sherry-lenox on #163786

    When I took my BA in Music Education (back in the Stone Age) there were people who started with sub-professional auditions and in the long run made out pretty well. Still, I had a fall back profession in another teaching field that was much more secure, and because of that, much more lucrative.

    Since you are lucky enough to have another field that you are passionate about, the previous suggestions are terrific. You will be able to relish study in both fields, and prepare to support yourself

    Saul Davis Zlatkovski on #163787

    I disagree with everyone here, it seems. Majoring in biology because of your family is the worst reason to do it, at least in American culture. It is time for you to begin your journey into what you are interested in most. If it is music, so be it. Music can provide a reliable living, through education, for one direction. Church music is another. You can go to any college with a music department, which most have, and preferably one with a good harp teacher who will give you a good foundation. You can also transfer to a music school after two years, or go for your graduate studies. If you want to play professionally someday, you need time to practice, three hours a day or more. Therefore, you need a light course load. I avoided classes with a lot of papers required. No, you probably can’t go to a conservatory right now, but in five years, yes you can. While making a living is important, education is important for its own sake, detached from practicality. That’s what the Liberal Arts are about. Sure, a lot of us came out not knowing business, but we were intelligent, employable people. An education taken solely for one type of job is narrow and unfulfilling. Of course, you have to have talent. I don’t like the idea of trying to be a harpist without an education in music. There are too many harpists with low standards and knowledge about music, not referring to anyone here. If I knew where you were I might be able to recommend a teacher. I will recommend Karen Thielen, who teaches at San Jose State and Santa Clara Universities in the San Jose area if you are anywhere near California. You can’t go into music and only be concerned about money, because then you will not be a good musician, in my view. You can keep harp as an avocation if you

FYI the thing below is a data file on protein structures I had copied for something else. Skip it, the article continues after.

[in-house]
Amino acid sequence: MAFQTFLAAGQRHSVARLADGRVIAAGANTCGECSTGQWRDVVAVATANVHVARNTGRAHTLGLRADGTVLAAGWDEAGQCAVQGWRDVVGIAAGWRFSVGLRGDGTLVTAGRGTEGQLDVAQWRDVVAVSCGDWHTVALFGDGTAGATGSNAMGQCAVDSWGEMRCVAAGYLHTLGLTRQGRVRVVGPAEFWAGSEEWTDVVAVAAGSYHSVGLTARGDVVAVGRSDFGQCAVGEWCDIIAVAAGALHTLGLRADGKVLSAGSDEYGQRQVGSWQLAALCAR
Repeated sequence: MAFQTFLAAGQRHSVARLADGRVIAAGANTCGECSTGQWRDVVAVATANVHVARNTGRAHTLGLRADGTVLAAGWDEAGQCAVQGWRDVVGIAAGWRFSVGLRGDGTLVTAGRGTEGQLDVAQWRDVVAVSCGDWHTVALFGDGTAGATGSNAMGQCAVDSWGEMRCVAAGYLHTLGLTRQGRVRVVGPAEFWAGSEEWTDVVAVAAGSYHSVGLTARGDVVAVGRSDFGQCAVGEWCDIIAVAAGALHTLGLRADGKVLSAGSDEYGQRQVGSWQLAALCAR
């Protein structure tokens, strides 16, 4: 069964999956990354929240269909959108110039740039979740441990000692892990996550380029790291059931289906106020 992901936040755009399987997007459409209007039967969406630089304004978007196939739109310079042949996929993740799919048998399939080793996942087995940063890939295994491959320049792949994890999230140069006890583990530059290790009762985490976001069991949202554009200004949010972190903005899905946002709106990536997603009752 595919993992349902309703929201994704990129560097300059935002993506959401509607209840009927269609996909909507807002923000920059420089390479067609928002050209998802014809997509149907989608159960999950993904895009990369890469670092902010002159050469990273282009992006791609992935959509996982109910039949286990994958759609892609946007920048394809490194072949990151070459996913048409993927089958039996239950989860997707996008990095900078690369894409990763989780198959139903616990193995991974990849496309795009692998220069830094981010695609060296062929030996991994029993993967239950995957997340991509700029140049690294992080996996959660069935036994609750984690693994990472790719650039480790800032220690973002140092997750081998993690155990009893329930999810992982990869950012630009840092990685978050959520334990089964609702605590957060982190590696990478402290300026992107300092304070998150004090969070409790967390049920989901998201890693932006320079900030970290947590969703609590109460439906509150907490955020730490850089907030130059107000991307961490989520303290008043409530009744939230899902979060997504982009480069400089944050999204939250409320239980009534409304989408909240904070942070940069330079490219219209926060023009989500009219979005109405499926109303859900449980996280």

kreig-kitts on #163788

    Remember that you can continue to love and enjoy something while not making your career out of it. Hopefully you’ll like your career, but you’re allowed to love many things in life.

    And like others said, your career isn’t always determined by what you study.

    Brittany Huynh on #163789

    To all the people who’ve taken the time to answer my questions,